The other main character is Steve Trevor. He’s had a long history with Wonder Woman in the comics, so it would be interesting to see how he would be used in the film. Chris Pine provides just the right amount of charisma without going overboard. Like Diana, Steve is portrayed as heroic, and becomes even more so because of her. The romance between him and Diana isn’t bad. Romance has a reputation in comic book films for being forced or poorly done, so it’s good to see a romance subplot actually passable.

Near the middle act of the film, the story introduces viewers to three characters that form Steve’s team to raid German High Command. There’s a problem with introducing a bunch of characters in the middle of a film. Not enough character or backstory is given here. We have Charlie, whom is supposed to be a sharpshooter. But what did he actually contribute? Then there’s Chief, but he also did nothing of importance. Only Sameer is given something to do. He mentions to Diana that it is his dream to be an actor, and later we get to see that acting ability in one of the film’s most hilarious scenes.

Steve’s secretary Etta Candy borders on being funny and over the top. Thankfully the film doesn’t go overboard with her. There are a few antagonists. Danny Huston as Ludendorff is a bit on the generic side, but he’s not terrible. He does his job at being a sinister army general. However, Dr. Isabel Maru (known as Dr. Poison) is far more interesting. There’s an unhinged nature to Elena Anaya’s portrayal of the doctor. The real villain however is Ares, and how his character comes together in the climax is brilliant. Though he only does big things in the last act, Ares cements himself as one of the better comic book movie antagonists.

Wonder Woman doesn’t disappoint in the action department. The early battle on Themyscira was well done. It takes a bit before the next big action sequence, but when it happens, it’s worth the wait. Diana’s stand against the German army at the village of Veld was awesome and well choreographed. It’s a nice balance between the street level Batman type of fighting and the grand Superman battles. The climax is divided into two major fight scenes, both of which are great. The showdown against Ares was a satisfying final action piece.

Though the film contains great action scenes, it’s something else that ultimately shines: the theme of love. It’s the genuine love of people that can conquer darkness and hate, as Diana displays. It’s a great message for a culture that promotes self-interest. The film’s soundtrack is strong, featuring the now iconic theme from Batman V Superman along with other quality themes. As for Themyscira, it’s a beautiful, unique setting. Though Diana’s mother, Hippolyta, doesn’t appear after the first act, she leaves a lasting impression along with Atiope.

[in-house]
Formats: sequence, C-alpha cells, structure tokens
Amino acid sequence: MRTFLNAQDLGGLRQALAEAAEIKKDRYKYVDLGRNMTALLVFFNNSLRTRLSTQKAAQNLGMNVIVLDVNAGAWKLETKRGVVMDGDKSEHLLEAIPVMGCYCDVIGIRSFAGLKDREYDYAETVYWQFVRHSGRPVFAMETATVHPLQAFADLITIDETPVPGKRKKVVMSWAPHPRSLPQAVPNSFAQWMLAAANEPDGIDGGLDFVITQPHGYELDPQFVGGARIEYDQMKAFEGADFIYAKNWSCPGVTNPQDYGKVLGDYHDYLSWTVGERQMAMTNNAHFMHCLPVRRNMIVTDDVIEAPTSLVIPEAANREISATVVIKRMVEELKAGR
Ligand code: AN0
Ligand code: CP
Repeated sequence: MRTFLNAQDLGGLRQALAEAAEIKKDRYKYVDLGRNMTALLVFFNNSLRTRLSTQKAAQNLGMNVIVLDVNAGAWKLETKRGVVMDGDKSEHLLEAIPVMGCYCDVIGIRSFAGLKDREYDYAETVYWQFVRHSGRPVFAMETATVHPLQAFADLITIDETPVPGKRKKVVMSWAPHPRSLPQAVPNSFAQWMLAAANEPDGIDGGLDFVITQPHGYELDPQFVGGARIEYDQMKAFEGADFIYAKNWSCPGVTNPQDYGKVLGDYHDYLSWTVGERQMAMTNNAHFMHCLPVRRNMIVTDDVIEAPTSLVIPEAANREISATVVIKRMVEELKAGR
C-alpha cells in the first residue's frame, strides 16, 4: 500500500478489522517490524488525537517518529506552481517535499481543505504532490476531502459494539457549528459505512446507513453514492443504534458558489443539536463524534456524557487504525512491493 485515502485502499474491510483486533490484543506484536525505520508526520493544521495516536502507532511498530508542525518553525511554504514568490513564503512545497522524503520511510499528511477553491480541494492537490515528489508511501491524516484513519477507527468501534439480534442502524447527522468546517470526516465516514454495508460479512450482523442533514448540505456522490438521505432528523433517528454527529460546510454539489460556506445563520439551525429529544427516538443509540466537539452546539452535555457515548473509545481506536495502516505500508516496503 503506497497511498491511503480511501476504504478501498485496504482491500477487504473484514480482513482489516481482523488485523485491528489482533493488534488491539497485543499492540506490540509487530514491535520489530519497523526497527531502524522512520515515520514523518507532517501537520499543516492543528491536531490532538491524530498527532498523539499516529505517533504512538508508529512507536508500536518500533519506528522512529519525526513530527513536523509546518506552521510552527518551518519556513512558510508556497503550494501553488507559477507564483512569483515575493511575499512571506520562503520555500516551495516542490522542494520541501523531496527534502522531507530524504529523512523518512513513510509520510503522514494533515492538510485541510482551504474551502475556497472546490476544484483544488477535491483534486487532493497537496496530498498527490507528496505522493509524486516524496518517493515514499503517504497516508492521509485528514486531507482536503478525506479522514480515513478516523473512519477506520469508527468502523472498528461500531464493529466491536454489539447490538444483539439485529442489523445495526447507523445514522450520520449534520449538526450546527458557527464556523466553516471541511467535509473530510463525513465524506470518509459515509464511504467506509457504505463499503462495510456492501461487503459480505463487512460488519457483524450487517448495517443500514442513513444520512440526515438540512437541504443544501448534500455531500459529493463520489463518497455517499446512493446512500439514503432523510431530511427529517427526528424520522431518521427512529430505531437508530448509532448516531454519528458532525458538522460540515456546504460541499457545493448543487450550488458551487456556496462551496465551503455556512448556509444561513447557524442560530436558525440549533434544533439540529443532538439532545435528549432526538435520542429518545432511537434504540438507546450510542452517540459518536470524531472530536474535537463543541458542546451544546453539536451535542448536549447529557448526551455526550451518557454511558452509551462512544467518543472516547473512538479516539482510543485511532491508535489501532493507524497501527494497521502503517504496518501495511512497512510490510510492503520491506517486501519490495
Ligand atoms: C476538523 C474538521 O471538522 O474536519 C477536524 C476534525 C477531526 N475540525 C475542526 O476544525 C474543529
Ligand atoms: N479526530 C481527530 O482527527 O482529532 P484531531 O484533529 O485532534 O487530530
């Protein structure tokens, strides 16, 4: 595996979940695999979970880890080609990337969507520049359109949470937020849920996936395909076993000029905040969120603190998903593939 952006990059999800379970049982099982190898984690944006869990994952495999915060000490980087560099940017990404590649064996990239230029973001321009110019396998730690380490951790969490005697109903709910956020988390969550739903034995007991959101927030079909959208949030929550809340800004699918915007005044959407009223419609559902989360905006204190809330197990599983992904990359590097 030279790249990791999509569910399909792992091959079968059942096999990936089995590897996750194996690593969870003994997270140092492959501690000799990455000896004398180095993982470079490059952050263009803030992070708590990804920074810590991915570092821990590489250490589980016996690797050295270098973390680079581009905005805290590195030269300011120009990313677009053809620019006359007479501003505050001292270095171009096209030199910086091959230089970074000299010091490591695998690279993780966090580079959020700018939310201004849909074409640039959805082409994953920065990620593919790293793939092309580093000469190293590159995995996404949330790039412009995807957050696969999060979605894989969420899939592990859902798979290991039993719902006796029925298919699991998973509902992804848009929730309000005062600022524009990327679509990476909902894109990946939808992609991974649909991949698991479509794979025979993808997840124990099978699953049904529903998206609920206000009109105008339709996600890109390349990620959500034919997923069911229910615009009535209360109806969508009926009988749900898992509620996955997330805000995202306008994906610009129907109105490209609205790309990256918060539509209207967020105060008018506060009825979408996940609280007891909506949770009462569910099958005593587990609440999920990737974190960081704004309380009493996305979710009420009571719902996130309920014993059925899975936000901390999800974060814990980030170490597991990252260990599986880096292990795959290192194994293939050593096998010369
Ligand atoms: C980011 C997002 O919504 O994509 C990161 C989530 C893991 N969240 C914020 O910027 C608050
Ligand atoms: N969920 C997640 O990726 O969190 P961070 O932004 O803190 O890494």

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Overall, Wonder Woman is a great film. It’s full of genuine heroism and emotion. Gal Gadot’s portrayal of the character is perfect. She displays everything Wonder Woman is meant to be. Steve Trevor is very good as well. (Sadly, most of the other characters don’t actually do much.) The war backdrop is interesting, and provides a great sense of victory when Diana rises to combat the army in the fantastic Veld sequence. The actions scenes are well done and Ares is an excellent final boss. To love others, to do the right thing, and to be a hero is what Wonder Woman is all about.

9/10

Guardians of the Galaxy Vol. 2 Review

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Guardians of the Galaxy was Marvel’s surprise hit. The characters were relatively unknown to the general public until the film came out in 2014. Now everyone knows “I am Groot” and Rocket Raccoon’s constant sarcasm. Though having a grand outer space backdrop, the film was about different characters coming together and forming a team – or better, a family. The concept of family continues on in the sequel, Guardians of the Galaxy Vol. 2. Anticipation was high, and with Ego the Living Planet as the antagonist, one expects a grand sequel. Sadly, though it has some of the things that made the first film great, Vol. 2 is a mediocre sequel.

Guardians of the Galaxy Vol. 2 has an exciting climax that ends with a  genuinely emotional sequence. The last 30 minutes makes the viewer forget about any mediocre things prior to the final act. Of course, as a reviewer, one has to look at the film as a whole and unfortunately there are quite a few negative aspects. The film does retain some of what made the first Guardians a blast. There are plenty of fun character interactions and space battles. The writing is sadly a lot weaker than its predecessor.